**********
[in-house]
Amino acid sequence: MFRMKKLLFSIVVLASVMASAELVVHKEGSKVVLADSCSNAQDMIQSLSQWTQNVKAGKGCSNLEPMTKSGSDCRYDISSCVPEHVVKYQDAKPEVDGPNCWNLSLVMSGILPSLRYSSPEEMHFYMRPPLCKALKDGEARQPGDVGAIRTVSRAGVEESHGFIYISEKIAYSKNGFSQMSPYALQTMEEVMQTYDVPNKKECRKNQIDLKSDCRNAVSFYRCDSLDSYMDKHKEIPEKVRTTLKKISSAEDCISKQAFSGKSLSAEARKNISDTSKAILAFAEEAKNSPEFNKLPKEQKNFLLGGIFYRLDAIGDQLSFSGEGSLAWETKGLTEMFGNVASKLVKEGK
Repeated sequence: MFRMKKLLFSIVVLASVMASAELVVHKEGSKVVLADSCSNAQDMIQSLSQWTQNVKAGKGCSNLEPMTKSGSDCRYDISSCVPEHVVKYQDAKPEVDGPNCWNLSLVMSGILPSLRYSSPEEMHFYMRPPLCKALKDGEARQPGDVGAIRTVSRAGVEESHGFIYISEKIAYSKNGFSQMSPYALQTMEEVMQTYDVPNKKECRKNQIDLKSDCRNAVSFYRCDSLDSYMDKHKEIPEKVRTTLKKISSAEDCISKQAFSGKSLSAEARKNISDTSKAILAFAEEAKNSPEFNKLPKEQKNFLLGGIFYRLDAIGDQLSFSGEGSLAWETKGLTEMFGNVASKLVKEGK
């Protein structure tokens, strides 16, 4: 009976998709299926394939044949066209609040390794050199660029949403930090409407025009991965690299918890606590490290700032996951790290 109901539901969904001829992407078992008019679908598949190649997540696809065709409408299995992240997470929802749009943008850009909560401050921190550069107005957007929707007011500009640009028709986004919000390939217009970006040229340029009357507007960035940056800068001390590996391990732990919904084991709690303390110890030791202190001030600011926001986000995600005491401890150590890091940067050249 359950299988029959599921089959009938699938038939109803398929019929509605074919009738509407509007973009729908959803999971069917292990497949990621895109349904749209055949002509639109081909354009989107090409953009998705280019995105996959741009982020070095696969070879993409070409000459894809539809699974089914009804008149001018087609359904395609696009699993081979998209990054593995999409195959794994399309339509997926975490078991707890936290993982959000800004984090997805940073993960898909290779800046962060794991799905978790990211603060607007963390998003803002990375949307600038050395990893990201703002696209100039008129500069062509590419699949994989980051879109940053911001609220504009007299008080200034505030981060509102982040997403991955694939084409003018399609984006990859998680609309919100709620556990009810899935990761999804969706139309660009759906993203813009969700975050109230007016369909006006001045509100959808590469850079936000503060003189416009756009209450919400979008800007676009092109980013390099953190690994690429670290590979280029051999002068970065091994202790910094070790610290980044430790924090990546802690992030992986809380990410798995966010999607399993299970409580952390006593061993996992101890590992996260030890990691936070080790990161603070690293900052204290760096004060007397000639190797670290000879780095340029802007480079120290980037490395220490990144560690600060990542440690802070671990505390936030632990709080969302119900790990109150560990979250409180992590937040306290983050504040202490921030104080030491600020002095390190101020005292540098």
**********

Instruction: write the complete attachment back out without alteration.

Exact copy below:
[in-house]
Amino acid sequence: MFRMKKLLFSIVVLASVMASAELVVHKEGSKVVLADSCSNAQDMIQSLSQWTQNVKAGKGCSNLEPMTKSGSDCRYDISSCVPEHVVKYQDAKPEVDGPNCWNLSLVMSGILPSLRYSSPEEMHFYMRPPLCKALKDGEARQPGDVGAIRTVSRAGVEESHGFIYISEKIAYSKNGFSQMSPYALQTMEEVMQTYDVPNKKECRKNQIDLKSDCRNAVSFYRCDSLDSYMDKHKEIPEKVRTTLKKISSAEDCISKQAFSGKSLSAEARKNISDTSKAILAFAEEAKNSPEFNKLPKEQKNFLLGGIFYRLDAIGDQLSFSGEGSLAWETKGLTEMFGNVASKLVKEGK
Repeated sequence: MFRMKKLLFSIVVLASVMASAELVVHKEGSKVVLADSCSNAQDMIQSLSQWTQNVKAGKGCSNLEPMTKSGSDCRYDISSCVPEHVVKYQDAKPEVDGPNCWNLSLVMSGILPSLRYSSPEEMHFYMRPPLCKALKDGEARQPGDVGAIRTVSRAGVEESHGFIYISEKIAYSKNGFSQMSPYALQTMEEVMQTYDVPNKKECRKNQIDLKSDCRNAVSFYRCDSLDSYMDKHKEIPEKVRTTLKKISSAEDCISKQAFSGKSLSAEARKNISDTSKAILAFAEEAKNSPEFNKLPKEQKNFLLGGIFYRLDAIGDQLSFSGEGSLAWETKGLTEMFGNVASKLVKEGK
């Protein structure tokens, strides 16, 4: 009976998709299926394939044949066209609040390794050199660029949403930090409407025009991965690299918890606590490290700032996951790290 109901539901969904001829992407078992008019679908598949190649997540696809065709409408299995992240997470929802749009943008850009909560401050921190550069107005957007929707007011500009640009028709986004919000390939217009970006040229340029009357507007960035940056800068001390590996391990732990919904084991709690303390110890030791202190001030600011926001986000995600005491401890150590890091940067050249 359950299988029959599921089959009938699938038939109803398929019929509605074919009738509407509007973009729908959803999971069917292990497949990621895109349904749209055949002509639109081909354009989107090409953009998705280019995105996959741009982020070095696969070879993409070409000459894809539809699974089914009804008149001018087609359904395609696009699993081979998209990054593995999409195959794994399309339509997926975490078991707890936290993982959000800004984090997805940073993960898909290779800046962060794991799905978790990211603060607007963390998003803002990375949307600038050395990893990201703002696209100039008129500069062509590419699949994989980051879109940053911001609220504009007299008080200034505030981060509102982040997403991955694939084409003018399609984006990859998680609309919100709620556990009810899935990761999804969706139309660009759906993203813009969700975050109230007016369909006006001045509100959808590469850079936000503060003189416009756009209450919400979008800007676009092109980013390099953190690994690429670290590979280029051999002068970065091994202790910094070790610290980044430790924090990546802690992030992986809380990410798995966010999607399993299970409580952390006593061993996992101890590992996260030890990691936070080790990161603070690293900052204290760096004060007397000639190797670290000879780095340029802007480079120290980037490395220490990144560690600060990542440690802070671990505390936030632990709080969302119900790990109150560990979250409180992590937040306290983050504040202490921030104080030491600020002095390190101020005292540098």